The War on Christmas

The War on Christmas alarmists seem a little more subdued than usual this year, or maybe I’m just getting my news from the wrong right sources.  Still, the issue baffles me.  I’m currently listening to a piece on “Go Tell It on the Mountain” on the evilly secular NPR, so things can’t be that bad, can they?

Actually, I want to address the alleged War on Christmas on a much more fundamental level than whether too many stores are saying “Happy Holidays.”  As I see it, there are two problems: One, why is this entirely a war of words and not of actions?  And two, when did every disagreement become a war?

In the first place, whether someone is an ally or an enemy in the War on Christmas is defined entirely based on whether they use the word Christmas, and perhaps on whether they have Christmas decorations and what sort they are.  This is a downright non-Christian attitude to be espoused by organizations like Focus on the Family (the link above).

Why are we judging businesses entirely based on what they say and not what they do?  After all, stores don’t use “Merry Christmas” or “Happy Holidays” for idealistic reasons: they adopt whatever term boosts sales the most.  A better metric would be to judge businesses based on their practices: whether they make charitable donations, whether they treat their employees fairly, and whether they have branches or suppliers in other countries that exploit looser regulations there.*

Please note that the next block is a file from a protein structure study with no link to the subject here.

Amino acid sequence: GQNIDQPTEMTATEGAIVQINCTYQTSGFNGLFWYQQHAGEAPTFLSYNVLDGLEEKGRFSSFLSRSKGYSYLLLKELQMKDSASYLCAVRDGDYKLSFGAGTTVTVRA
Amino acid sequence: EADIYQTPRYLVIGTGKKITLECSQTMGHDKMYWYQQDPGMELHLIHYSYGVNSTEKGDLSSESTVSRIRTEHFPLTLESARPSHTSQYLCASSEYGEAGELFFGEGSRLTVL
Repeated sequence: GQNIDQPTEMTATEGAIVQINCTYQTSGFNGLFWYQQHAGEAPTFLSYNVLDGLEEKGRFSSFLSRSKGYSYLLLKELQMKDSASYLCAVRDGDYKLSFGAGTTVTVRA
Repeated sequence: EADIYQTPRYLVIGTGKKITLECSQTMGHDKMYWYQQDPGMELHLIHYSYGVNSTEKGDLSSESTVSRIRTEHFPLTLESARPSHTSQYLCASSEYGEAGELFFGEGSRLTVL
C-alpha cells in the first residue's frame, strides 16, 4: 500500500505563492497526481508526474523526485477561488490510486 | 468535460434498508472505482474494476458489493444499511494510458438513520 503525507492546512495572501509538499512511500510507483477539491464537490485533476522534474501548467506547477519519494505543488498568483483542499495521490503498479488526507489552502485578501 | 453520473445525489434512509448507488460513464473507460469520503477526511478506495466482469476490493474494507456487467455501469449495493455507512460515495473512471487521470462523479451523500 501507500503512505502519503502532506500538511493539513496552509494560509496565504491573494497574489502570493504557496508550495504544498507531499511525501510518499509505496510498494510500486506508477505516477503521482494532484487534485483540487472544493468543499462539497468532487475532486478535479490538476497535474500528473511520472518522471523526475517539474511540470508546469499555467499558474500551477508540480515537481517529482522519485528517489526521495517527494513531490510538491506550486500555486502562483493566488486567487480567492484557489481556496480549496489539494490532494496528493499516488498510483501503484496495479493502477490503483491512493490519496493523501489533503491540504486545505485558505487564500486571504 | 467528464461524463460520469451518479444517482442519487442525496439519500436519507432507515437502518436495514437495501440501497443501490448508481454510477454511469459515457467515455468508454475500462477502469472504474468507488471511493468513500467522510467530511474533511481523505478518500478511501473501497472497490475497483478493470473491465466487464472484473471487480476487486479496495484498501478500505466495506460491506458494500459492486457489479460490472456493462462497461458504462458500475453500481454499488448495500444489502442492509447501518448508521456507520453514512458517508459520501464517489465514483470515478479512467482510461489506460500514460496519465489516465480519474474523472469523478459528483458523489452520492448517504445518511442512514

In fact, the boycotts and “buycotts” that conservatives use to punish and reward companies openly encourage the materialism of a holiday that has been reduced to a shopping spree.  Nothing could be less Christian and less related to the simplicity and humility of Christ’s birth than a holiday devoted to greed.

Second, the very name “the War on Christmas” indicates a disturbing attitude towards differing opinions.  Everyone who uses the term “Happy Holidays” (let alone mention a non-Christian holiday) is automatically considered a foot soldier in the secular Left’s campaign to stamp out Christianity.  There is no acknowledgment that someone might be unsure what term to use or not particularly care.  For that matter, why can’t someone just disagree without being an enemy?

The War on Christmas smacks of pride and privilege.  People who talk about it not only think that they are right, but think that their view is the only one that anyone should be allowed to hold, and people and businesses should be punished for believing anything else.  This is an outright anti-Christian attitude.  Moreover, since it makes everyone who doesn’t already agree with you think that you are both entitled and out of touch with reality, it’s unlikely to change even a single mind or heart.


*I’m not under any illusions.  If Focus on the Family started evaluating all businesses based on their practices, it would be based on whether they give benefits to gay couples and how many degrees of separation connect them to something abortion-related.


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